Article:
Emissions from agriculture are a major obstacle to reaching net zero. Currently agricultural accounts for 18.4% of global Greenhouse Gas emissions. Our agricultural methods of annual monoculture crops erodes soil and releases emissions into the atmosphere, so much so that between 50-70% of the carbon stored in the worlds soils have already been released.
The way that things are going, our obsession with pesticides as well as over-tilling of land is destroying ecosystems and soil health. But, all hope is not lost; the role of perennial crops and regenerative agriculture may help cut emissions and improve soil quality.
There are two types of farming; annual and perennial. The first, which makes up 80% of global food supply, is annual tilling crops that are dug up each year before the process starts again e.g. corn and wheat. This massively hurts the resiliency of the soil, leading to soil erosion, nutrient leaching, and higher vulnerability to pests. The second evident downside of choosing to farm on an annual calendar is that carbon emissions are much greater this way. "Why?" you may ask.
Well, yearly tilling releases emissions into the atmosphere, something avoided with perennial farming. To add insult to injury, in perennial farming, the roots, which can grow really long, also do a great job of storing carbon and therefore prohibiting its release into our air. With annual farming, the roots don't have the chance to grow longer than a season's length and so all this potential carbon-sucking that we see through perennial farming is removed.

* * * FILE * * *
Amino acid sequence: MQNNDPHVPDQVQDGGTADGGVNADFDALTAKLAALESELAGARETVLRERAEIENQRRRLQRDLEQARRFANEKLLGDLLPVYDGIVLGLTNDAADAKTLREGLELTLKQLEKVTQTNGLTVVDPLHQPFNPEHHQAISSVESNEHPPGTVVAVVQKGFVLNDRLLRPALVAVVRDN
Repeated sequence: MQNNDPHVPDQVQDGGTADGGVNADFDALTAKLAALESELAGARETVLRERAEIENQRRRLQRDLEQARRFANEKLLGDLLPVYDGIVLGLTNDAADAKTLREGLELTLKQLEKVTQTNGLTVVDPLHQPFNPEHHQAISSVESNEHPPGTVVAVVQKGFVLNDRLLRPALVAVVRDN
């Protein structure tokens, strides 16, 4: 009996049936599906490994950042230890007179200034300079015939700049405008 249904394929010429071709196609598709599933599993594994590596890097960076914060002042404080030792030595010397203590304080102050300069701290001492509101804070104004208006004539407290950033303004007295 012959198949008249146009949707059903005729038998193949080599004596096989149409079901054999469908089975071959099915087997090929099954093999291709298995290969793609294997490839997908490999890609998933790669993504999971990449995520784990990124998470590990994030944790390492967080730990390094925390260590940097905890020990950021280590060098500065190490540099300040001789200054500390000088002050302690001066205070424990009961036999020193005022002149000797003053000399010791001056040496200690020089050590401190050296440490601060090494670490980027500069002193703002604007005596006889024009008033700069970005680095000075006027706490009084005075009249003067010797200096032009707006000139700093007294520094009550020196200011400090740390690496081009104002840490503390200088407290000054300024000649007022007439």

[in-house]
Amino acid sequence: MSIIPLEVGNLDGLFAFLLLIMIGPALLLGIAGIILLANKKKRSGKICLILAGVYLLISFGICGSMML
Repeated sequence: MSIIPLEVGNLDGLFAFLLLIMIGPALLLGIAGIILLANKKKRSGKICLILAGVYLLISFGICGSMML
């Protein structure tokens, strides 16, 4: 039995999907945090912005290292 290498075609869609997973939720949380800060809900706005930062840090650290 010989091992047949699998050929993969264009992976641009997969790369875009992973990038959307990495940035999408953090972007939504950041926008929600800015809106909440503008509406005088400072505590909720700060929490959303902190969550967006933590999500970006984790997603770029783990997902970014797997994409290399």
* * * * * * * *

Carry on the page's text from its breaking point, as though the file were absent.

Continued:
A mountain of evidence suggests that we should consider a perennial-centred practice in agriculture. However, the challenge is measuring the carbon sequestration of perennial crops and regenerative agriculture. This makes it difficult to quantify the benefits of shifting towards regenerative practices, although we're starting to companies and industries seriously looking at perennials crops, take the brewing sector as an example, an industry that heavily relies on high quality soil to make high quality products. Unilever brand Knorr are also looking to implement 50 regenerative agriculture projects.
Perennials and regenerative agriculture have the opportunity to significantly help sequester carbon from the atmosphere while also improving soil health and biodiversity.
Once an idea happening on a small scale and in Indigenous Peoples' groups, regenerative agriculture and perennial crops are on the corporate agenda. This is goods news for the planet and good news for the future of food.
So — don't lose the plot! Action for change starts beneath our feet. Stay grounded. For now, we hope we've planted a seed in your head.
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